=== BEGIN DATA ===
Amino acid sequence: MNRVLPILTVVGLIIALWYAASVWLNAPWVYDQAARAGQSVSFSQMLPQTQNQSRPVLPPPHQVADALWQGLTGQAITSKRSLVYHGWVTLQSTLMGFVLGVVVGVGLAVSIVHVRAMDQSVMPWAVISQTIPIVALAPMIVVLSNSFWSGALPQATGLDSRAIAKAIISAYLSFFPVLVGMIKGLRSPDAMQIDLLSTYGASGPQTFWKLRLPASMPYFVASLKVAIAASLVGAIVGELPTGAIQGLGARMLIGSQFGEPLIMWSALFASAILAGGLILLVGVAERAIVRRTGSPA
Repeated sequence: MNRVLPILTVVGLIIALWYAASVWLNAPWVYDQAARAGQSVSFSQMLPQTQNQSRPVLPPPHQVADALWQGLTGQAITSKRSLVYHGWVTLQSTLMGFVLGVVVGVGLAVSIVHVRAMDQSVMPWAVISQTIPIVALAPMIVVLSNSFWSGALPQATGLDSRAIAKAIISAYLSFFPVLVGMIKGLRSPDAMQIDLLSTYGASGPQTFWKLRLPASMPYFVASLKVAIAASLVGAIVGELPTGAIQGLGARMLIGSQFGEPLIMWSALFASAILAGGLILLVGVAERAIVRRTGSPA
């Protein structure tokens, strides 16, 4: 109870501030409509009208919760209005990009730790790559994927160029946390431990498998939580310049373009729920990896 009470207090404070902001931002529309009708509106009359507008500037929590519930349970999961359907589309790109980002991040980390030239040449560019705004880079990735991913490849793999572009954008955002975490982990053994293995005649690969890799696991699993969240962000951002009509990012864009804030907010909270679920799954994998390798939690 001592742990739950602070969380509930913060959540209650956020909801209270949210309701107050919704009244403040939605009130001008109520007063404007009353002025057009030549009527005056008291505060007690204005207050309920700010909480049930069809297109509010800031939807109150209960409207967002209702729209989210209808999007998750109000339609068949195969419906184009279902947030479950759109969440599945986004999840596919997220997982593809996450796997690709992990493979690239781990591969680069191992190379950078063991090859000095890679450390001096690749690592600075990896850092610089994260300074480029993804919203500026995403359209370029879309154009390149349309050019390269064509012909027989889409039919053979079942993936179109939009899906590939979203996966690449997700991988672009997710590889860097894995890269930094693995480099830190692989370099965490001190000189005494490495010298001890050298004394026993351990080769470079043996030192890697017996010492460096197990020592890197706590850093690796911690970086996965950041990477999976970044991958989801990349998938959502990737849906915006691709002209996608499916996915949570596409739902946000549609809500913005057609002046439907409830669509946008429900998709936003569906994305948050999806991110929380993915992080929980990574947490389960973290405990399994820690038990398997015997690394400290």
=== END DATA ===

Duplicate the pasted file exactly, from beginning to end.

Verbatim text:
Amino acid sequence: MNRVLPILTVVGLIIALWYAASVWLNAPWVYDQAARAGQSVSFSQMLPQTQNQSRPVLPPPHQVADALWQGLTGQAITSKRSLVYHGWVTLQSTLMGFVLGVVVGVGLAVSIVHVRAMDQSVMPWAVISQTIPIVALAPMIVVLSNSFWSGALPQATGLDSRAIAKAIISAYLSFFPVLVGMIKGLRSPDAMQIDLLSTYGASGPQTFWKLRLPASMPYFVASLKVAIAASLVGAIVGELPTGAIQGLGARMLIGSQFGEPLIMWSALFASAILAGGLILLVGVAERAIVRRTGSPA
Repeated sequence: MNRVLPILTVVGLIIALWYAASVWLNAPWVYDQAARAGQSVSFSQMLPQTQNQSRPVLPPPHQVADALWQGLTGQAITSKRSLVYHGWVTLQSTLMGFVLGVVVGVGLAVSIVHVRAMDQSVMPWAVISQTIPIVALAPMIVVLSNSFWSGALPQATGLDSRAIAKAIISAYLSFFPVLVGMIKGLRSPDAMQIDLLSTYGASGPQTFWKLRLPASMPYFVASLKVAIAASLVGAIVGELPTGAIQGLGARMLIGSQFGEPLIMWSALFASAILAGGLILLVGVAERAIVRRTGSPA
């Protein structure tokens, strides 16, 4: 109870501030409509009208919760209005990009730790790559994927160029946390431990498998939580310049373009729920990896 009470207090404070902001931002529309009708509106009359507008500037929590519930349970999961359907589309790109980002991040980390030239040449560019705004880079990735991913490849793999572009954008955002975490982990053994293995005649690969890799696991699993969240962000951002009509990012864009804030907010909270679920799954994998390798939690 001592742990739950602070969380509930913060959540209650956020909801209270949210309701107050919704009244403040939605009130001008109520007063404007009353002025057009030549009527005056008291505060007690204005207050309920700010909480049930069809297109509010800031939807109150209960409207967002209702729209989210209808999007998750109000339609068949195969419906184009279902947030479950759109969440599945986004999840596919997220997982593809996450796997690709992990493979690239781990591969680069191992190379950078063991090859000095890679450390001096690749690592600075990896850092610089994260300074480029993804919203500026995403359209370029879309154009390149349309050019390269064509012909027989889409039919053979079942993936179109939009899906590939979203996966690449997700991988672009997710590889860097894995890269930094693995480099830190692989370099965490001190000189005494490495010298001890050298004394026993351990080769470079043996030192890697017996010492460096197990020592890197706590850093690796911690970086996965950041990477999976970044991958989801990349998938959502990737849906915006691709002209996608499916996915949570596409739902946000549609809500913005057609002046439907409830669509946008429900998709936003569906994305948050999806991110929380993915992080929980990574947490389960973290405990399994820690038990398997015997690394400290």